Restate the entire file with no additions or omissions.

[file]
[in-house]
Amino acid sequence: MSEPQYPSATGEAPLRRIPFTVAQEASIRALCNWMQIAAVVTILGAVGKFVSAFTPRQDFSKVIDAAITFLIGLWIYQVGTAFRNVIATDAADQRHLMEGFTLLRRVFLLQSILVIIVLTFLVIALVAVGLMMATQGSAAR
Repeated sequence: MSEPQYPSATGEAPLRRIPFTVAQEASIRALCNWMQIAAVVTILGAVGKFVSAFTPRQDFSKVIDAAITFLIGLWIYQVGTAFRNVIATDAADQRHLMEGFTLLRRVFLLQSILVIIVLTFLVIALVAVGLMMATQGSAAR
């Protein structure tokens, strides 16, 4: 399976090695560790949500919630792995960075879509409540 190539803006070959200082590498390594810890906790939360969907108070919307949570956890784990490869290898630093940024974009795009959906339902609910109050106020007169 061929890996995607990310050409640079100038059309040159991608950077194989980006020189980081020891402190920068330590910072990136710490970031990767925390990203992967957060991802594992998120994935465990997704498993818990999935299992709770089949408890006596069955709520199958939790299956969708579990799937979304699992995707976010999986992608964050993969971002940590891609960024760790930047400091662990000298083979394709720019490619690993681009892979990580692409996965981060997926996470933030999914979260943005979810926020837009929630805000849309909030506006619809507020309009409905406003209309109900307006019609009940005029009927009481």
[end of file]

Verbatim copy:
[in-house]
Amino acid sequence: MSEPQYPSATGEAPLRRIPFTVAQEASIRALCNWMQIAAVVTILGAVGKFVSAFTPRQDFSKVIDAAITFLIGLWIYQVGTAFRNVIATDAADQRHLMEGFTLLRRVFLLQSILVIIVLTFLVIALVAVGLMMATQGSAAR
Repeated sequence: MSEPQYPSATGEAPLRRIPFTVAQEASIRALCNWMQIAAVVTILGAVGKFVSAFTPRQDFSKVIDAAITFLIGLWIYQVGTAFRNVIATDAADQRHLMEGFTLLRRVFLLQSILVIIVLTFLVIALVAVGLMMATQGSAAR
């Protein structure tokens, strides 16, 4: 399976090695560790949500919630792995960075879509409540 190539803006070959200082590498390594810890906790939360969907108070919307949570956890784990490869290898630093940024974009795009959906339902609910109050106020007169 061929890996995607990310050409640079100038059309040159991608950077194989980006020189980081020891402190920068330590910072990136710490970031990767925390990203992967957060991802594992998120994935465990997704498993818990999935299992709770089949408890006596069955709520199958939790299956969708579990799937979304699992995707976010999986992608964050993969971002940590891609960024760790930047400091662990000298083979394709720019490619690993681009892979990580692409996965981060997926996470933030999914979260943005979810926020837009929630805000849309909030506006619809507020309009409905406003209309109900307006019609009940005029009927009481």